Well, that was well said. The agribusiness in Canada and the US is way out of whack, just because of the myth of some poor overworked soul sacrificing himself so the rest of us can eat.
Strange that most farmers' kids have better cars than I can afford to drive!
I liked your comments on the farm-to-table movement. Something to think about.
I would just add these three points:
1) There is a connection between subsidies and other distortions of the free market, like tax-free housing, that lead to the price of land. The subsidies become a source of income, so that justifies the increase in the land price. If a subsidy is reduced, the farmer's cash-flow can be such as no longer meet operating expenses, especially if the land is under a mortgage.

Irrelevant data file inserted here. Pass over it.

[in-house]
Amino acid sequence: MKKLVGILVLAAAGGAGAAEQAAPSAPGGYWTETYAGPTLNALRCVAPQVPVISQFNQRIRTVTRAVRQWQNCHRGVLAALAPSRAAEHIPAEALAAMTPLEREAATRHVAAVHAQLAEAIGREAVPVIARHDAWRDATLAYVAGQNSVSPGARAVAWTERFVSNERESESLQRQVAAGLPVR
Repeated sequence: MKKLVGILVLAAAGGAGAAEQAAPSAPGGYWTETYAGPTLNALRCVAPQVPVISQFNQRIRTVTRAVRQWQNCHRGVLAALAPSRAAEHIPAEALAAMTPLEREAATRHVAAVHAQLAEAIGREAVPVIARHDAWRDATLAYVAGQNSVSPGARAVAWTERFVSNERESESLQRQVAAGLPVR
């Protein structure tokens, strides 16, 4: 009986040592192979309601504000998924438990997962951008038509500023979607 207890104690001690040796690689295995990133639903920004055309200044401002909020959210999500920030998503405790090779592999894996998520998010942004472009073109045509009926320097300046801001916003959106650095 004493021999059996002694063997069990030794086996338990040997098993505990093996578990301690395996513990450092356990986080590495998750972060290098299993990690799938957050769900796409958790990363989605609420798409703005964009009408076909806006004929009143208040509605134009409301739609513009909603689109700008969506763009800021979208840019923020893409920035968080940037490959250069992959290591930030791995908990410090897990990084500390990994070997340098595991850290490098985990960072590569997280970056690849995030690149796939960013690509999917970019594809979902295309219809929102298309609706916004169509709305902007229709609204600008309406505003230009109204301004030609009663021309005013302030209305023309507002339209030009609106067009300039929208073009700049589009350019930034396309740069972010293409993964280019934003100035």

2) Farmers used to have multiple agri-streams of income to be flexible with markets. But today they have become specialists. A grain farmer would be unable to milk a cow or raise some hogs or plant carrots if market conditions changed. If there is a garden on a farm, it more likely a hobby than a source of food for the farming family. The supermarket is just too convinient.
3) Farmers are very dependent on diesel fuel. It's impossible that they could somehow survive an economic collapse. And many farmers these days can't fix their own equipment.